|ICP member Mary Oliver (violin, centre)|
with Ernst Glerum (bass, left) and Tristan Honsinger (cello, right)
Publicity photo by Francesca Patella
One of Europe’s most enduring and characterful ensembles, the Instant Composers Pool (ICP) orchestra plays concerts in London and Glasgow as part of the Going Dutch project that is bringing musicians from the Netherlands to the UK and Ireland until the end of 2019. Violinist Mary Oliver, a classically trained musician who has worked in both the classical and free improvisation schools, shares some of her experiences with Rob Adams.
Following a first instalment of enthusiastically received concerts towards the end of last year, the ICP orchestra arrives with expectations high as they prepare to collaborate with Glasgow Improvisers Orchestra at the CCA in Glasgow on Thursday 29 November and play two concerts of their own at Café Oto on 6 and 7 December.
The orchestra formed in the 1980s as an extension of the Instant Composers Pool founded in Amsterdam in 1967 by pianist Misha Mengelberg, drummer Han Bennink and saxophonist Willem Breuker. They play music from early jazz through Duke Ellington and Thelonious Monk and beyond into free improvisation, chamber music, tango and can-cans. Han Bennink is now the sole survivor of the original trio, Breuker having left in 1974 (he died in 2010) and Mengelberg having died in 2017, and now steers the ten-piece orchestra in his own inimitable way.
LondonJazz News: How did musicians become involved in the orchestra?
Mary Oliver: “A lot of us who have played in the ensemble studied at Amsterdam Conservatoire with Misha and the first hour of a class would be about counterpoint, or something disciplined like that. Then, in the second hour, we would play completely freely and Misha was just seeing how we would cope in this situation. If he liked what he saw, or heard, he’d invite us into the orchestra, which was similarly a group of people who might not normally be compatible, but it was our reactions he was interested in.”
LJN: Having founded ICP and worked with it for such a long time, is it fair to say that Misha’s presence is still very much felt within the orchestra?
MO: “We still play his music, of course. There are over 200 pieces in the orchestra’s repertoire and Misha created an enormous number of them, so, yes, we are reminded of him every time we play.”
LJN: There’s often been a sense of theatricality about the orchestra’s performances; is that still the case?
MO: “Oh yes. Theatricality is a natural part of what we do. I think the orchestra was always an expansion of Misha and Han’s duo, in its meeting of apparently opposing personalities, the conservatoire-trained pianist who studied composition and the fantastically energetic showman- drummer.”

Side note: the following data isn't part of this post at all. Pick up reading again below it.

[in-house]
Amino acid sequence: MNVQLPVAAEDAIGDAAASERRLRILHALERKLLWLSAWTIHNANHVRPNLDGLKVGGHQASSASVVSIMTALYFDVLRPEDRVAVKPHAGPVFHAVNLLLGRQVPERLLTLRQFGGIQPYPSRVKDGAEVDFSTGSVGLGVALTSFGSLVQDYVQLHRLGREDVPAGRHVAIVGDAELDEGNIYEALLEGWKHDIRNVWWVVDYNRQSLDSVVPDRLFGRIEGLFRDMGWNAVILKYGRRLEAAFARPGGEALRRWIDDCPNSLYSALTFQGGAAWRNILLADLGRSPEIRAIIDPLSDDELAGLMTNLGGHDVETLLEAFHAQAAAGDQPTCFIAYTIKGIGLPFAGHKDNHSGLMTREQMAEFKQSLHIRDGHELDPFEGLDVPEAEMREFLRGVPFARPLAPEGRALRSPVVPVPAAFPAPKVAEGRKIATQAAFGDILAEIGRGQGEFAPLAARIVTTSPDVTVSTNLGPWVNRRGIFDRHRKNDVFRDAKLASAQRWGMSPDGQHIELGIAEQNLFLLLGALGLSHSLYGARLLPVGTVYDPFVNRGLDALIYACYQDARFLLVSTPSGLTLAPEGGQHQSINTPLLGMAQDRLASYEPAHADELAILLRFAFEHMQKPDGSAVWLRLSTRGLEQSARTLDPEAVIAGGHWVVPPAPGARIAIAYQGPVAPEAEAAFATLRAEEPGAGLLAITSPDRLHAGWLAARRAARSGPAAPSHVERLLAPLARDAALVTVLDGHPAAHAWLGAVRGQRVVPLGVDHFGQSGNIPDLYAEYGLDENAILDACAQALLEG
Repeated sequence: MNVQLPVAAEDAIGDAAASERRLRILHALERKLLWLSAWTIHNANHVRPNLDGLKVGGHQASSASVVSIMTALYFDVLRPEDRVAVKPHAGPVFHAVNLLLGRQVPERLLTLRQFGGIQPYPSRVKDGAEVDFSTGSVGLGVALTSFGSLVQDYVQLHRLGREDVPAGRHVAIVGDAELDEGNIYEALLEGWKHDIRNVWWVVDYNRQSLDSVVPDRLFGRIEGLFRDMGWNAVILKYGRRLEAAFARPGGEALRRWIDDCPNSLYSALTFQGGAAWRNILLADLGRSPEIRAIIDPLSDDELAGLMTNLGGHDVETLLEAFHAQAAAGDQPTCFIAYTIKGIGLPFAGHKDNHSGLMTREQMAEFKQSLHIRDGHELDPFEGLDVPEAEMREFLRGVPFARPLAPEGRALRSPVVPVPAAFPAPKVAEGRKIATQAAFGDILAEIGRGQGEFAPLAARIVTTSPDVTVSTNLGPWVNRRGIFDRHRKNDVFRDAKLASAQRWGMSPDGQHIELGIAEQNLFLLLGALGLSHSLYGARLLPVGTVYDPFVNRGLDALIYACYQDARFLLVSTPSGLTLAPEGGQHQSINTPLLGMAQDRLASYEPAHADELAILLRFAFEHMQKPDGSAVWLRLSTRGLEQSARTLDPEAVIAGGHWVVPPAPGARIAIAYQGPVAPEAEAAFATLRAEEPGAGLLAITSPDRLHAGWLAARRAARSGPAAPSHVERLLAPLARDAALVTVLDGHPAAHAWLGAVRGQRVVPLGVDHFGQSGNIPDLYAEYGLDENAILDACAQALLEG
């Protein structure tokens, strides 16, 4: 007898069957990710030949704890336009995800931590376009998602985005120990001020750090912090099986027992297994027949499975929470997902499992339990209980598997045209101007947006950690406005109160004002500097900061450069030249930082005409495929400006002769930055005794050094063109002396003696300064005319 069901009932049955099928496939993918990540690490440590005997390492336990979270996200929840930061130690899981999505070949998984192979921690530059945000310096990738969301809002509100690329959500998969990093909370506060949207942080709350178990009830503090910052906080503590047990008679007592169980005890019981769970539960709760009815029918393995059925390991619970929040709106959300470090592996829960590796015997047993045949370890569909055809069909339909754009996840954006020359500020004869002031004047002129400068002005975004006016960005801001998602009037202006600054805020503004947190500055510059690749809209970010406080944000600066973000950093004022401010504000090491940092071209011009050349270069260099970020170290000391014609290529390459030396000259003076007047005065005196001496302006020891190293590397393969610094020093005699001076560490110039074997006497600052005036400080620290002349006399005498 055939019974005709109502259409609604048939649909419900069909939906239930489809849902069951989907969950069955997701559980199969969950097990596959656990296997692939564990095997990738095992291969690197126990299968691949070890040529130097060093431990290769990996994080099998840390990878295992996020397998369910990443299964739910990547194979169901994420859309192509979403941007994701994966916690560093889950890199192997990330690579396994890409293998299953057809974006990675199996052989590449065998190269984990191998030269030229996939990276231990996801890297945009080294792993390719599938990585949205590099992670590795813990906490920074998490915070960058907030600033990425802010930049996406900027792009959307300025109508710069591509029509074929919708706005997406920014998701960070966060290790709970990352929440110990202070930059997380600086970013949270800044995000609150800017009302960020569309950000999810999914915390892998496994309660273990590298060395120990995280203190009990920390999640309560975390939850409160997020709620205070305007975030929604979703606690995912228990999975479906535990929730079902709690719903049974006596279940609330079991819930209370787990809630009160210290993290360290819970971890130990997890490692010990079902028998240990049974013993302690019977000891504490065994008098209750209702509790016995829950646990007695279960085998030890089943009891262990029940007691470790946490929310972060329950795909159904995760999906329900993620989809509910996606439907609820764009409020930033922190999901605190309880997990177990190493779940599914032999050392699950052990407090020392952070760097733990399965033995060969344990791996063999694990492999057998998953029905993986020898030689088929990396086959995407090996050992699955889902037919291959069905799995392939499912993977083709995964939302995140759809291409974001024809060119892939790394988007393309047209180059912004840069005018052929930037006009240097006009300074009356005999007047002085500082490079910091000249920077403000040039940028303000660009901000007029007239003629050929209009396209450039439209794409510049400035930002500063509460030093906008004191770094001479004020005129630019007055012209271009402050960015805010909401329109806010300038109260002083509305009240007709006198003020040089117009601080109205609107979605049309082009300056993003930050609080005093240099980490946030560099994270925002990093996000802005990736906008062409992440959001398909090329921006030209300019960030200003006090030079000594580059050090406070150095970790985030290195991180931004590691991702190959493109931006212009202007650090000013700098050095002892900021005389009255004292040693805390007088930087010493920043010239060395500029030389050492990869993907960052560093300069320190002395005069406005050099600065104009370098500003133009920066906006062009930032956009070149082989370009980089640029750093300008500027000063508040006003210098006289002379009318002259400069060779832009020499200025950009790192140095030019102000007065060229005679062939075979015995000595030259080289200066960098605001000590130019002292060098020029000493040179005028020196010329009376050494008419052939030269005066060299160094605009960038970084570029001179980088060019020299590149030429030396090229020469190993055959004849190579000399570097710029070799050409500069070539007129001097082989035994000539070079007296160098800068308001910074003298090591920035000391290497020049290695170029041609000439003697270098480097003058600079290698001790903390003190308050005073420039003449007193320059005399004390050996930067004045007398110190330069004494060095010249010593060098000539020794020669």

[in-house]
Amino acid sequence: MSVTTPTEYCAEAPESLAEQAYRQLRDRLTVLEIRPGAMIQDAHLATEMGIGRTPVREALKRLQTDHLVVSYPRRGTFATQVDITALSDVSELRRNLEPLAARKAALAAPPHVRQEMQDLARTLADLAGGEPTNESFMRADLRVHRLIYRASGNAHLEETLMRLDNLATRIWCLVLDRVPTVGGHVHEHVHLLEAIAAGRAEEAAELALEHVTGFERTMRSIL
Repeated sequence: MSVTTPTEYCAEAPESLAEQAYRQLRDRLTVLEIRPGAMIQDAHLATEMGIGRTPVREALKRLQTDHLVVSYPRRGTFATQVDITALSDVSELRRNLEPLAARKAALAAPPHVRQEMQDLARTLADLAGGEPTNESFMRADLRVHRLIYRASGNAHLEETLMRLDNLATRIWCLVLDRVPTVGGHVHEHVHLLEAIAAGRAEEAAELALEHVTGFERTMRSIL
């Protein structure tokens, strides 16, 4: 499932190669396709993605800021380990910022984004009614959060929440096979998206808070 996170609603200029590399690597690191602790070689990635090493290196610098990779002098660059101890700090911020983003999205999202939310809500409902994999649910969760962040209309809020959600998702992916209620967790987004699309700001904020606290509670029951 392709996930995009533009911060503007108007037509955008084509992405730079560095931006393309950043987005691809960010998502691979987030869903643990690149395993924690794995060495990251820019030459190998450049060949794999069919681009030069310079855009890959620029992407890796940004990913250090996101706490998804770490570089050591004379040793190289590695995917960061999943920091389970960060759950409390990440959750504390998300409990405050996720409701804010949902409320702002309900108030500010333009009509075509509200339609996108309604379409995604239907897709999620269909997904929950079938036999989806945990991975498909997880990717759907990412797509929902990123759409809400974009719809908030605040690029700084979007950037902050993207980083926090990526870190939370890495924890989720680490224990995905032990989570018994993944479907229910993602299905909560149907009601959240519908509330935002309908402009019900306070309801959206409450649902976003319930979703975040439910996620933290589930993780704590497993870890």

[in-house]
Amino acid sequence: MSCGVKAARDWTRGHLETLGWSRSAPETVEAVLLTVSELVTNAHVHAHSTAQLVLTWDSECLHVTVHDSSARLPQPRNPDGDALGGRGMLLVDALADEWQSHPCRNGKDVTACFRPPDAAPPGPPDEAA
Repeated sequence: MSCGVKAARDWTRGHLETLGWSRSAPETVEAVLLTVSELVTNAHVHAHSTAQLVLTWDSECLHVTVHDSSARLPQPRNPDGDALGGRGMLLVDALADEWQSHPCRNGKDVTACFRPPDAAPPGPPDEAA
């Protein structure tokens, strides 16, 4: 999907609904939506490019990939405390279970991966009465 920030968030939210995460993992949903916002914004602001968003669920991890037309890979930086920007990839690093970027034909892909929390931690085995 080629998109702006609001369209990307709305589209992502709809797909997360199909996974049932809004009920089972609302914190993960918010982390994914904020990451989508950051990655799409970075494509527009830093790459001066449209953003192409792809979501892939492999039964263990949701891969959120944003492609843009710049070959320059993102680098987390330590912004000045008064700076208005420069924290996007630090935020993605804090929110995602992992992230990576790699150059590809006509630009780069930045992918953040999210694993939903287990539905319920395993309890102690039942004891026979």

LJN: How did Misha foster and expand that sense of friction that appeared to exist between Han and himself, who were great friends, really?
MO: “They were great friends. That’s true. Everything was done for the sake of creating interesting musical situations. Misha would put people together who really didn’t like each other just to see how they reacted. Or he might give someone a solo in a certain piece because that piece fit their playing style or maybe precisely because it would present a particular challenge. Ultimately, though, in choosing these soloists or putting subgroups together he was following an unwritten rule that still pertains, and that is that everyone in the ensemble gets an equal chance to play.”
LJN: With such a huge repertoire and an interest in music from so many different eras and styles, how do you choose what to play?
MO: “In the beginning it was always Misha who put the set-list together and it was always just a few minutes before the concert, and that’s still what happens. Misha’s way was to take into account the keys the pieces are written in and their atmosphere. This is composition in a way, although the final outcome is determined by what happens in the moment. With Misha, we might have played the same pieces on consecutive nights but we weren’t expected to remember from night to night how we’d played them the previous time, and that’s the case still. No two concerts can ever be the same.”
LJN: Can you give an idea of what the audience can expect?
MO: “It’s always a varied programme, in terms of which style and what era the music comes from but the great thing for us is that while we might start out with a set-list that someone’s taken it upon themselves to commit to paper in the dressing-room, we never know ourselves what might happen.”
Rob Adams is a journalist from Edinburgh who has been working on the Going Dutch project.
LINKS: ICP Orchestra at CCA, Glasgow
ICP Orchestra at Cafe Oto